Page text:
(IAAC) Obj: NGC 869, NGC 884 - Inst: TV-102 (102mm f/8.6 APO refractor)


Observation Poster: Ron B[ee] <ronby@home.com>

Observer: Ron B[ee]
Your skills: Beginner (< one year)
Date/time of observation: 11/15/01 10:00pm PDT
Location of site: 117h 9m W (Lat 32h 43m N, Elev 2000 ft)
Site classification: Exurban
Sky darkness: 4.5 <Limiting magnitude>
Seeing: 5 <1-10 Seeing Scale (10 best)>
Moon presence: None - moon not in sky
Instrument: TV-102 (102mm f/8.6 APO refractor)
Magnification: 30x, 60x, 110x, 146x, 220x
Filter(s): none
Object(s): NGC 869, NGC 884
Category: Open cluster.
Constellation: Per
Data: mag 4.3  size 30'
Position: RA :  DEC :
I've seen NGC 869/884 on and off, but tonight was my first log.

How can an observation be written for such a beautiful cluster?  So
I'll only concentrate on one interesting part.  NGC 869 and 884 both 
have pin-pricked stars at 30x and 60x.  But there are two interesting 
yellowish white stars of equal brightness in NCG 869 that looked like 
eyes: 6.6 mag SAO 23178 and 6.6 mag SAO 23182.  The eyes looked like 
they belong to a face hidden behind a veil.  Above SAO 23178, there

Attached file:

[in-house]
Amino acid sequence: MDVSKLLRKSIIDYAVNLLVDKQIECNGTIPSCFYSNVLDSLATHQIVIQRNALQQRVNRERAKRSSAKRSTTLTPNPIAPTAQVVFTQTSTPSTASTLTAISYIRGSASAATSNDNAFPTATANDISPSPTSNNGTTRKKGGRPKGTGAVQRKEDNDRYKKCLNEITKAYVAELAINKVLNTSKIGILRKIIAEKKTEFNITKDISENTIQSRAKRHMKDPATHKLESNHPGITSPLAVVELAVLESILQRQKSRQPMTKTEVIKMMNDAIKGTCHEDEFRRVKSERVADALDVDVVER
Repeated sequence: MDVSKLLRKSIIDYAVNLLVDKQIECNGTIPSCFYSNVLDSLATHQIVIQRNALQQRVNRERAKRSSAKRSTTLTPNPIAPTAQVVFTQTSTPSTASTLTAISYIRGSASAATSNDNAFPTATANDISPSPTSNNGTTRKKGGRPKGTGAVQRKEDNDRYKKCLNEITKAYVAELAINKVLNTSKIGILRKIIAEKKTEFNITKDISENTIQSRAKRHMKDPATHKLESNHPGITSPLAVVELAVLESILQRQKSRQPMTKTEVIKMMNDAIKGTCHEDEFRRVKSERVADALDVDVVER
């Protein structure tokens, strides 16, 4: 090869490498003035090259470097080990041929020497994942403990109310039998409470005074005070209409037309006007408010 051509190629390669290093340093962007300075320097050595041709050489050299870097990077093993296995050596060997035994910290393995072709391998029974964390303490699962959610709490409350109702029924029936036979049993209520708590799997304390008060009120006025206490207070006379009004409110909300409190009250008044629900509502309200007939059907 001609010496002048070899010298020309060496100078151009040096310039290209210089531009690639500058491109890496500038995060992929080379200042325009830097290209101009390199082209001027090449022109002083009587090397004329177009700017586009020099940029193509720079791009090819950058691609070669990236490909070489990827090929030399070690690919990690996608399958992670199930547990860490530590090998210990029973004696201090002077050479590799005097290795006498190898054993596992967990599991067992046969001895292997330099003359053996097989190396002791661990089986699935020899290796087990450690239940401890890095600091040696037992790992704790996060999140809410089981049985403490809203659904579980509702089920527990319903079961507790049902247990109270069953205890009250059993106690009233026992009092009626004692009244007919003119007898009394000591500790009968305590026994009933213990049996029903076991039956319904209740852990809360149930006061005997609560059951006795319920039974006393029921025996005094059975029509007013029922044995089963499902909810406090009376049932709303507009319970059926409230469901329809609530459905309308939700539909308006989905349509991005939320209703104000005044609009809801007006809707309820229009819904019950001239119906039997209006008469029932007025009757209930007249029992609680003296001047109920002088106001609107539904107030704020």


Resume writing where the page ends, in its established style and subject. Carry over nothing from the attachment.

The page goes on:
is  a group of stars that forms a semi-circle that looked like an 
eyebrow (at 60x).   The eyebrow is very notable at 110x. The stars 
that made up the eyebrow are: 9.4 mag GSC 3694:1772, 8.1 mag GSC 
3694:3804, 8.6 mag GSC 3694:3807, and 9.3 mag GSC 3694:2324.  
However, I couldn't find the faintest star in the group between GSC 
3694:3807 and GSC 3694:2324 on my chart!  This missing star is hard 
to see as it winked in and out.  All 5 stars could be seen with 
winking one as noted.  146x and 220x showed great view, but 110x is 
best.  Last but not least, only a 2" eyepiece that give at least 3 
degree FOV can truly appreciate the majestic view of both clusters 

Ron B[ee]

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